Cities, not countries, will lead the world in climate action in the coming decades.
Chris Pieper ’18 was one of the Macalester students who went to Paris for COP21 through Professor Roopali Phadke’s class “Climate Talks: Dispatches from Paris.” Roopali Phadke is on the Climate Generation Advisory Board, and connected Chris to our organization. As part of the class, he conducted research and wrote a paper about the role of cities in addressing climate change. The following is a summary of his findings.
The United Nation’s COP21 climate talks, or 21st Conference of the Parties, was an international climate change negotiation that took place in Paris during the first two weeks of December. At the conclusion of the conference, the parties representing nearly 200 nations agreed and signed onto an unprecedented agreement, pledging to take action in the fight against climate change.
The deal that was reached only weeks ago ended more than two decades of inaction on a global level, giving the world a sense of hope for tackling climate change. Yet with the devastating impacts of climate change beginning to manifest, and growing every year, attention has already started to be redirected to other, more effective, potential agents of change. Cities, where half the world currently lives and where, by 2030, an estimated 70% of people will live, are increasingly being seen as the new frontier in the climate fight.
After listening to messages from organizations and local leaders themselves at COP21, here are five key ways I believe that cities are leading the charge against climate change.
They lead by example
By setting examples of climate action, cities are inspiring national governments to take action on climate change. Cities show that action is not only possible, but essential. Individually, they put pressure on their respective national governments to also step up when it comes to addressing climate change.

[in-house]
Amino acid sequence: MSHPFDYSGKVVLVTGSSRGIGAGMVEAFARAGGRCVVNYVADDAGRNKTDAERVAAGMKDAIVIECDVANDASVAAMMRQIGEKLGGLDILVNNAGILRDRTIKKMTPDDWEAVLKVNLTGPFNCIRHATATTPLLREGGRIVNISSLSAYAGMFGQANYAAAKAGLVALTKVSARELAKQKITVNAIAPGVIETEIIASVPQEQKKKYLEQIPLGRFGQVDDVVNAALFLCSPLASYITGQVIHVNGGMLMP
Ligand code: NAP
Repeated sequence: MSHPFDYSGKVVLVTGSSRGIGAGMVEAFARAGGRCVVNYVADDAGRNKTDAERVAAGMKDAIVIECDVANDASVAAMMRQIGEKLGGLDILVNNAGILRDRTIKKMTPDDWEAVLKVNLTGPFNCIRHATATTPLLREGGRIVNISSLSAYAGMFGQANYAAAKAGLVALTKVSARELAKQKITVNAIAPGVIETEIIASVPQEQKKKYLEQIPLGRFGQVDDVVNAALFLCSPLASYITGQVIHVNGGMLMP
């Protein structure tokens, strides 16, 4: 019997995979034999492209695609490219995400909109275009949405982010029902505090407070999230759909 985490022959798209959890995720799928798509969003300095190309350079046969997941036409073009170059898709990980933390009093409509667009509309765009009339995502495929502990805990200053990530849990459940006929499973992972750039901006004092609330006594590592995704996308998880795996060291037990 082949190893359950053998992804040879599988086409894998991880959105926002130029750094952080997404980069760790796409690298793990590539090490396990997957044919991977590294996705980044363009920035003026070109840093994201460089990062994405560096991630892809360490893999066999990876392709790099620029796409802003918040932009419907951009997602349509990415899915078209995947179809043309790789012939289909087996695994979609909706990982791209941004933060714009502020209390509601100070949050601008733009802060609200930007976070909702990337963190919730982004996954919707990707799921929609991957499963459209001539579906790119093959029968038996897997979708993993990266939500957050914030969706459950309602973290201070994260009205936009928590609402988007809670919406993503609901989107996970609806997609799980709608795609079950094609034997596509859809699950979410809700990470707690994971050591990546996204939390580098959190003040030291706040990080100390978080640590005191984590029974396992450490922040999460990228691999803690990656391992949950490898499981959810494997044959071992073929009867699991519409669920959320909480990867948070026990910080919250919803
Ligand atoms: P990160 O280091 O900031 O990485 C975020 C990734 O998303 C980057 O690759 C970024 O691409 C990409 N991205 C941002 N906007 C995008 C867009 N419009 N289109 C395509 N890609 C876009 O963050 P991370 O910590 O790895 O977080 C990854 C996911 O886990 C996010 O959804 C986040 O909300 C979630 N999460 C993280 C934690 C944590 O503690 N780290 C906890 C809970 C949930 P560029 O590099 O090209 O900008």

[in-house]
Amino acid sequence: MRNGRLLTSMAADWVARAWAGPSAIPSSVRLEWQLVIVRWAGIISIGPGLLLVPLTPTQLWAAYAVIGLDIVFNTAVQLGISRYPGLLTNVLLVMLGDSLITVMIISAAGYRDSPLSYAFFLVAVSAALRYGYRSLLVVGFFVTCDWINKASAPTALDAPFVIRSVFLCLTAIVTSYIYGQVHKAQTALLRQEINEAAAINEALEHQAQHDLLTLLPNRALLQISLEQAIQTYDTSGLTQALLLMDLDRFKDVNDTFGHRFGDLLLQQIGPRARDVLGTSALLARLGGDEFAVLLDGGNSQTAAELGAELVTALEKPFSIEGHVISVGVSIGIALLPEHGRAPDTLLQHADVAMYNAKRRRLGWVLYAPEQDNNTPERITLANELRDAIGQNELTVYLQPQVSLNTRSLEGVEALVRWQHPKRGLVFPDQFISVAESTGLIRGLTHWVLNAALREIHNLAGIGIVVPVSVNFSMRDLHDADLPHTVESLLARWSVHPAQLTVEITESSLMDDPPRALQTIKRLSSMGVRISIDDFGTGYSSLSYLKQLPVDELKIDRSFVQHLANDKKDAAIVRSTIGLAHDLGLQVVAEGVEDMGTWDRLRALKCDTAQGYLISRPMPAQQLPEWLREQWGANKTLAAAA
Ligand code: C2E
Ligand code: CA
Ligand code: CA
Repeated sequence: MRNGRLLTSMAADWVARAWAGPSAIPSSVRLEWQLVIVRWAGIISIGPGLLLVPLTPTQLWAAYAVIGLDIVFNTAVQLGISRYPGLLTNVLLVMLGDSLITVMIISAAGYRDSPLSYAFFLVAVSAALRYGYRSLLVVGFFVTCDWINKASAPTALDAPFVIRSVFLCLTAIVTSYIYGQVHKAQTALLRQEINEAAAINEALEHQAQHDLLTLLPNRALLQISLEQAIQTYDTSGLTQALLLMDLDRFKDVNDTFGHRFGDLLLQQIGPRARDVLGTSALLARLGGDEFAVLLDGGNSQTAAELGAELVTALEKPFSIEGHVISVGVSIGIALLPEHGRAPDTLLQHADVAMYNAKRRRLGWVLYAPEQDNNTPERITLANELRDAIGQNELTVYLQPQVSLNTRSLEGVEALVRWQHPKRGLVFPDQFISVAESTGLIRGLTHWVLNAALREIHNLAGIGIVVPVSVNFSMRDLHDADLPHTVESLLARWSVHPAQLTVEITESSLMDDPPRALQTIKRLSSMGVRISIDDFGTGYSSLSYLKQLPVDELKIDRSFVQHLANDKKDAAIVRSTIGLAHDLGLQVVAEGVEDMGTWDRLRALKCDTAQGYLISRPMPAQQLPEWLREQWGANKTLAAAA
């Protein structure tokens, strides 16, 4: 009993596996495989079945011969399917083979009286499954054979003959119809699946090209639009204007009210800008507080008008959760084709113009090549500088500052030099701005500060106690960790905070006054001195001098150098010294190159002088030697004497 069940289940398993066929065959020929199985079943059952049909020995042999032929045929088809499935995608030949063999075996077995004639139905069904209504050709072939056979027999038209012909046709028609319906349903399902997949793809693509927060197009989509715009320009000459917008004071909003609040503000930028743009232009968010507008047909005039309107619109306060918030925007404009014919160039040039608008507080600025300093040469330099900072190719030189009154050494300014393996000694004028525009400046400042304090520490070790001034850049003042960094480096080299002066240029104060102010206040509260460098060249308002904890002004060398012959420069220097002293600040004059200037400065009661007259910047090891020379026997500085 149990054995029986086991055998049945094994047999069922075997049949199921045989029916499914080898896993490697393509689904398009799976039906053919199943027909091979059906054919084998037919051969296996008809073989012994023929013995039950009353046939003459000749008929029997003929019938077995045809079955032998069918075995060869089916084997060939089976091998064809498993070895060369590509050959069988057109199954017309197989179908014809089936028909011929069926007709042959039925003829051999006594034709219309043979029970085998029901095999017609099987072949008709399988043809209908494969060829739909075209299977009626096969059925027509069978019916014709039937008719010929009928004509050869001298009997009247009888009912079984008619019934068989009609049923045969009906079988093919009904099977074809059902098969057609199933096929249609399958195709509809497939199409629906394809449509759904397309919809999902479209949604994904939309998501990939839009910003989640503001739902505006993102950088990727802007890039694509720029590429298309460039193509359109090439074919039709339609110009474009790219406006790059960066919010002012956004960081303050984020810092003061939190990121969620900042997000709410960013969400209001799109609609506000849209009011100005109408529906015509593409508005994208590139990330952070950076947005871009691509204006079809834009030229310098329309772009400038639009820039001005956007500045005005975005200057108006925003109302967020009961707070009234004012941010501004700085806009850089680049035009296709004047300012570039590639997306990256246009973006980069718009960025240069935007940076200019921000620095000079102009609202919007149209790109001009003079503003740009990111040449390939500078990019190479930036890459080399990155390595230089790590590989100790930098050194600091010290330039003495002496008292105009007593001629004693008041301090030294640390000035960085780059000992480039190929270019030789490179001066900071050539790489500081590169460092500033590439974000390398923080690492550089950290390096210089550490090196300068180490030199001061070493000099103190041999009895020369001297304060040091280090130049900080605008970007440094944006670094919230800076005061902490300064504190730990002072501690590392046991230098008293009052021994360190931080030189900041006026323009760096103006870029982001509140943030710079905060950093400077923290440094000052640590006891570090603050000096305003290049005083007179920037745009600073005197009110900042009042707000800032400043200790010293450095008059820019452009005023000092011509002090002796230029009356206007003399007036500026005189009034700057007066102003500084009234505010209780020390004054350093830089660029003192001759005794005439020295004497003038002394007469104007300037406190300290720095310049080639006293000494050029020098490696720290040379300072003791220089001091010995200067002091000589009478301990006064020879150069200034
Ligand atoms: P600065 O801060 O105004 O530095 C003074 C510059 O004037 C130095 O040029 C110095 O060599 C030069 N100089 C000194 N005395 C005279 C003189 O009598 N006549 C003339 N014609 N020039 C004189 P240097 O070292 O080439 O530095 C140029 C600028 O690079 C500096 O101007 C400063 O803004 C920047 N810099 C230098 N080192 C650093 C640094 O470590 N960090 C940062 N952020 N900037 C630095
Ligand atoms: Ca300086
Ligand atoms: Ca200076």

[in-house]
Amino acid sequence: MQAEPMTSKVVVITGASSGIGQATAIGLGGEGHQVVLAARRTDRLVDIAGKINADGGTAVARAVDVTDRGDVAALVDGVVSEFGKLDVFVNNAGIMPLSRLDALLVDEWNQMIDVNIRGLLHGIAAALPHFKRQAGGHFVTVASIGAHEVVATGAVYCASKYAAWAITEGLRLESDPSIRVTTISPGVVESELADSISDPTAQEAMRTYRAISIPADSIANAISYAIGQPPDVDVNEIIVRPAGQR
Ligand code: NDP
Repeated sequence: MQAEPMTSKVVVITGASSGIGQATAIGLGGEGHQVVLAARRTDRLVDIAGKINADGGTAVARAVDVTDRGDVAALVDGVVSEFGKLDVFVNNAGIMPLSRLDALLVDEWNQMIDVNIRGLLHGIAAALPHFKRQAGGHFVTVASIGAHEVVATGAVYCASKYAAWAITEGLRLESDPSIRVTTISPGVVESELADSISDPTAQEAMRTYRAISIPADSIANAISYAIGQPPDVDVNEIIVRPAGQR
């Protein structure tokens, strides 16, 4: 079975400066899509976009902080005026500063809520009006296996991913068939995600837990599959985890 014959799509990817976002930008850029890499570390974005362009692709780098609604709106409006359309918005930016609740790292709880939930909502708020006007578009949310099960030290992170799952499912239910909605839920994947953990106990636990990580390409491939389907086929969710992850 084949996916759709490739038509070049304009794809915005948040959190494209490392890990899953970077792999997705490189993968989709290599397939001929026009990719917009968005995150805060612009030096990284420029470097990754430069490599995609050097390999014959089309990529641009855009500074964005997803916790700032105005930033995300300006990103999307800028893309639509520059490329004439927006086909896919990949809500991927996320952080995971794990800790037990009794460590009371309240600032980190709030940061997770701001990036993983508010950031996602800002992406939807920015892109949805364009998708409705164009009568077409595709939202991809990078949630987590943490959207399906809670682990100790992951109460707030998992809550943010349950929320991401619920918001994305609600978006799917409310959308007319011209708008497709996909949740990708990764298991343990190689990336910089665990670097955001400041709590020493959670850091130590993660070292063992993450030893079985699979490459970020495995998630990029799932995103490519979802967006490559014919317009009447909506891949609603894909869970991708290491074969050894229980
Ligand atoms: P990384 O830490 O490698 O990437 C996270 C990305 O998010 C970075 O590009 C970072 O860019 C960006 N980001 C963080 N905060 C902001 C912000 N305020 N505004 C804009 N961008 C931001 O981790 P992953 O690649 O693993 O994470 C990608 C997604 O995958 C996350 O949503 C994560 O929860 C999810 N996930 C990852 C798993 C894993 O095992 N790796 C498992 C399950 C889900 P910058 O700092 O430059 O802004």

“I’m asking national governments to listen to the cities, because I think cities are ahead in terms of targets and the means of achieving those targets.” –Mayor George Ferguson of Bristol, UK, this year’s European Green Capital (an annual award sponsored by the European Commision)
“We have huge projects to reduce vulnerability. We need to work on mobilizing. . . the type of infrastructure that has the capacity to pass through disasters, so that our goals for development will continue.” –Mayor Diriba Kuma of Addis Ababa, Ethiopia
“When we developed Sustainable City 2030, we made the commitment to reduce our emissions 70 percent by 2030. That’s been an overarching, strong commitment, and I can report that we’ve now already reduced our emissions by 23 percent and we’re on track to reduce them by 26 percent by next year.” –Lord Mayor Clover Moore of Sydney, Australia
Cities have a unique role in fostering innovation, which is sorely needed for successful implementation of actions to curb climate change as well as adapt to its effects. These innovations are not only technical, but also political and financial, as cities are coming up with creative ideas to fund and implement climate-related projects.